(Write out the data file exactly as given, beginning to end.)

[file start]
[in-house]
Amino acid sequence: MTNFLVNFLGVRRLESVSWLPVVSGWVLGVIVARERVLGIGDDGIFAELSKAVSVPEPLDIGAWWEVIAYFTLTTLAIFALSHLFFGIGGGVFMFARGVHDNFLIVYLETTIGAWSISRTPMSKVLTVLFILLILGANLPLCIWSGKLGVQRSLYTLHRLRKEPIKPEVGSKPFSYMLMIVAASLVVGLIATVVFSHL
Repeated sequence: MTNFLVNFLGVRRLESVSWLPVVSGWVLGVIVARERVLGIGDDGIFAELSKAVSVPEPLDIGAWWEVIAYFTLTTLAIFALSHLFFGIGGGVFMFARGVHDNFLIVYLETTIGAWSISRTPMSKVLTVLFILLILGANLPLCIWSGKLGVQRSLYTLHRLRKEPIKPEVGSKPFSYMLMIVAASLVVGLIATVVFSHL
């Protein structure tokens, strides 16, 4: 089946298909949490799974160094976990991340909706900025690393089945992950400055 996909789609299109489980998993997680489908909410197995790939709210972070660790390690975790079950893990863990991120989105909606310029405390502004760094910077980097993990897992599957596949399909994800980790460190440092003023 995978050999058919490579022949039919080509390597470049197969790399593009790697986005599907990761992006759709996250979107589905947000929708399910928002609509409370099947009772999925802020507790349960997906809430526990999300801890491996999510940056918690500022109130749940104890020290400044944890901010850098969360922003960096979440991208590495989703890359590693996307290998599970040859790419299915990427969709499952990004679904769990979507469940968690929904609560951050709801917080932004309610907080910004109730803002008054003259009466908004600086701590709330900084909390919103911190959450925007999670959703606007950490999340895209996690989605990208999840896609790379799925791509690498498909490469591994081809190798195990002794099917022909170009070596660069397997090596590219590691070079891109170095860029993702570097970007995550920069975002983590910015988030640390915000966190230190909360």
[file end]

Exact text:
[in-house]
Amino acid sequence: MTNFLVNFLGVRRLESVSWLPVVSGWVLGVIVARERVLGIGDDGIFAELSKAVSVPEPLDIGAWWEVIAYFTLTTLAIFALSHLFFGIGGGVFMFARGVHDNFLIVYLETTIGAWSISRTPMSKVLTVLFILLILGANLPLCIWSGKLGVQRSLYTLHRLRKEPIKPEVGSKPFSYMLMIVAASLVVGLIATVVFSHL
Repeated sequence: MTNFLVNFLGVRRLESVSWLPVVSGWVLGVIVARERVLGIGDDGIFAELSKAVSVPEPLDIGAWWEVIAYFTLTTLAIFALSHLFFGIGGGVFMFARGVHDNFLIVYLETTIGAWSISRTPMSKVLTVLFILLILGANLPLCIWSGKLGVQRSLYTLHRLRKEPIKPEVGSKPFSYMLMIVAASLVVGLIATVVFSHL
């Protein structure tokens, strides 16, 4: 089946298909949490799974160094976990991340909706900025690393089945992950400055 996909789609299109489980998993997680489908909410197995790939709210972070660790390690975790079950893990863990991120989105909606310029405390502004760094910077980097993990897992599957596949399909994800980790460190440092003023 995978050999058919490579022949039919080509390597470049197969790399593009790697986005599907990761992006759709996250979107589905947000929708399910928002609509409370099947009772999925802020507790349960997906809430526990999300801890491996999510940056918690500022109130749940104890020290400044944890901010850098969360922003960096979440991208590495989703890359590693996307290998599970040859790419299915990427969709499952990004679904769990979507469940968690929904609560951050709801917080932004309610907080910004109730803002008054003259009466908004600086701590709330900084909390919103911190959450925007999670959703606007950490999340895209996690989605990208999840896609790379799925791509690498498909490469591994081809190798195990002794099917022909170009070596660069397997090596590219590691070079891109170095860029993702570097970007995550920069975002983590910015988030640390915000966190230190909360």